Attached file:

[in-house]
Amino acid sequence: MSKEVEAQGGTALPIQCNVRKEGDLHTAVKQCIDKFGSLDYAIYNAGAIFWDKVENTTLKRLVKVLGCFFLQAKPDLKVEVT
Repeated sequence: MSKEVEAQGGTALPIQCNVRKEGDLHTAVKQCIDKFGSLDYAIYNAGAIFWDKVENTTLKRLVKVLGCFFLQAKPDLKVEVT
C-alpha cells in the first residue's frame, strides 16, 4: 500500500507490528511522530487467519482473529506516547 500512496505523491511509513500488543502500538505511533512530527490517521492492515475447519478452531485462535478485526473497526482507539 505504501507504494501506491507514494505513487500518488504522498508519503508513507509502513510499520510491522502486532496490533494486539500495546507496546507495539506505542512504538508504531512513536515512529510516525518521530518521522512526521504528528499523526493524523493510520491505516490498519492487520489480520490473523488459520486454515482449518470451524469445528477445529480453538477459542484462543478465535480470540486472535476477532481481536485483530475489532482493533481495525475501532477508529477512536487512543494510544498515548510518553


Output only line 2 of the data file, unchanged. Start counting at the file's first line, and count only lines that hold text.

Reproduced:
Amino acid sequence: MSKEVEAQGGTALPIQCNVRKEGDLHTAVKQCIDKFGSLDYAIYNAGAIFWDKVENTTLKRLVKVLGCFFLQAKPDLKVEVT